I first wrote about the post-Notice of Appeal PTA gap in September of 2010. As I explained in that article, under the USPTO’s current PTA rules, the USPTO refuses to award B delay once a Notice of Appeal is filed, even if there is no actual “appellate review” by the Board. This may occur if a Notice of Appeal is filed to maintain pendency while an examiner considers an after-final response or if the examiner reopens prosecution after an Appeal Brief is filed. Because there is never a decision by the Board in such cases, the applications are not eligible for C delay. Thus, applicants may not be compensated for significant USPTO delays that may occur after a Notice of Appeal is filed.
The USPTO’s New Rules Address The Post-Notice of Appeal PTA Gap
The USPTO’s new rules address the post-Notice of Appeal PTA gap by moving both the start of the B delay carve-out period and the start of the C delay award period to the date that jurisdiction over the application is transferred to the Board under 37 CFR § 41.35(a) (generally, the date that a Reply Brief is filed, or the date that the deadline for filing a Reply Brief expires). These changes appear to bring the rules more in line with the statutory language, which defines both periods with respect to “appellate review by the Board.”
Not surprisingly, the final rules also define a new type of applicant delay–failing to file an Appeal Brief or a Request for Continued Examination within three months of a Notice of Appeal. This deduction is in line with the PTA statute, which permits the USPTO to “prescribe regulations establishing the circumstances that constitute” applicant delay, and which states that taking “in excess of 3 months” to take certain actions constitutes applicant delay. Notably, this PTA deduction will apply to applications in which a Notice of Appeal is filed on or after September 17, 2012.
Which Patents Can Benefit From These Rule Changes?
The basic effective date for the new calculations of the B delay carve-out and C delay start date is September 17, 2012.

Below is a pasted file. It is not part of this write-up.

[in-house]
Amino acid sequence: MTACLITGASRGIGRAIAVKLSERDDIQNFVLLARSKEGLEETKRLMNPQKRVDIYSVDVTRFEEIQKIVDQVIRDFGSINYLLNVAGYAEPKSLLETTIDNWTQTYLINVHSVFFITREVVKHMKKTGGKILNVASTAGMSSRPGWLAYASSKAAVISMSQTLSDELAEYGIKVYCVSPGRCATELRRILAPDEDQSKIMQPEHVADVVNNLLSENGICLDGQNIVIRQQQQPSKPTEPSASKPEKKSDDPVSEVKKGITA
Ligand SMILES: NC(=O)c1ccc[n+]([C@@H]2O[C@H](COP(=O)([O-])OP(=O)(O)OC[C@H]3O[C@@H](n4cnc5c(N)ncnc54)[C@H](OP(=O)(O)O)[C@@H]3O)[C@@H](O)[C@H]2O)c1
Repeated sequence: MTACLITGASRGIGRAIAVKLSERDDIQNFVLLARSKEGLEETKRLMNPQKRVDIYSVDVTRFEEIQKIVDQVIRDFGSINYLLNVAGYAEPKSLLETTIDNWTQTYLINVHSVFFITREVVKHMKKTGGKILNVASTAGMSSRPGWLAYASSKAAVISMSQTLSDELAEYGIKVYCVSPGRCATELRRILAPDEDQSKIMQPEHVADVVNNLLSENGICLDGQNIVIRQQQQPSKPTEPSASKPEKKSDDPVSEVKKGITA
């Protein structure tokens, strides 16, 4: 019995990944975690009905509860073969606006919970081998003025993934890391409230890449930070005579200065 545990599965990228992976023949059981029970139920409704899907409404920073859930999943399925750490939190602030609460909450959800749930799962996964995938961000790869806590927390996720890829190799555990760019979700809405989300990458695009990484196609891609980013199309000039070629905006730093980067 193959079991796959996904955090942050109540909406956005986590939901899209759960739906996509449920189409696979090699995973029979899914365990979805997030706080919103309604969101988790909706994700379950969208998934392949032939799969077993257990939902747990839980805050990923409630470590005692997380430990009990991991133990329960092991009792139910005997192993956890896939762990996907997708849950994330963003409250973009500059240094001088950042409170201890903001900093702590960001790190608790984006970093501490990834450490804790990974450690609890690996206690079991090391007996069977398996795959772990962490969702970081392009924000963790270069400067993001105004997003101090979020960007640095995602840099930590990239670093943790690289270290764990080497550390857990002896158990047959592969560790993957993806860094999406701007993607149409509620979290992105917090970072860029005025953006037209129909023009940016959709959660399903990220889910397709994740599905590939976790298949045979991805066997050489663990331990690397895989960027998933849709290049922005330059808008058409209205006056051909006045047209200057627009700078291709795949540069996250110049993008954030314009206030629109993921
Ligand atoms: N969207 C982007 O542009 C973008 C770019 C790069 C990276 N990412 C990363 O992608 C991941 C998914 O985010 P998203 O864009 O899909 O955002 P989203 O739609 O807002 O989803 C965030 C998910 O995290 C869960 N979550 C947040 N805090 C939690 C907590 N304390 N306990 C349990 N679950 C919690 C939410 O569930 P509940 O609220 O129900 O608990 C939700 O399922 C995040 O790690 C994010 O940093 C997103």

According to the Federal Register Notice, the USPTO will apply the new calculations to applications in which a Notice of Allowance is issued on or after September 17, 2012.
The Federal Register Notice also outlines three circumstances under which other patents may be able to benefit from the rule changes, if a timely request for reconsideration can be filed on or after September 17, 2012:
This appears to leave out at least three groups that also should be able to benefit from these rule changes without having to pursue a civil action against the USPTO:
To the extent that the final rule on Revision of Patent Term Extension and Adjustment Provisions Relating to Appellate Review revises the interpretation of appellate review applied in this decision, Patentee is given one (1) month or thirty (30) days, whichever is longer, from the date of the final rule to file a request for reconsideration.
Patentees in either of the first two situations may want to consider making timely requests for reconsideration now, and urge the USPTO to apply the rule changes that take effect September 17, 2012. Patentees in the third situation should be able to file requests for reconsideration within one month of the rule changes, citing the language in the previous decisions. Additionally, any patentees who still are within the 180-day period for bringing a PTA civil action may want to consider doing so, particularly if a significant amount of PTA is at stake.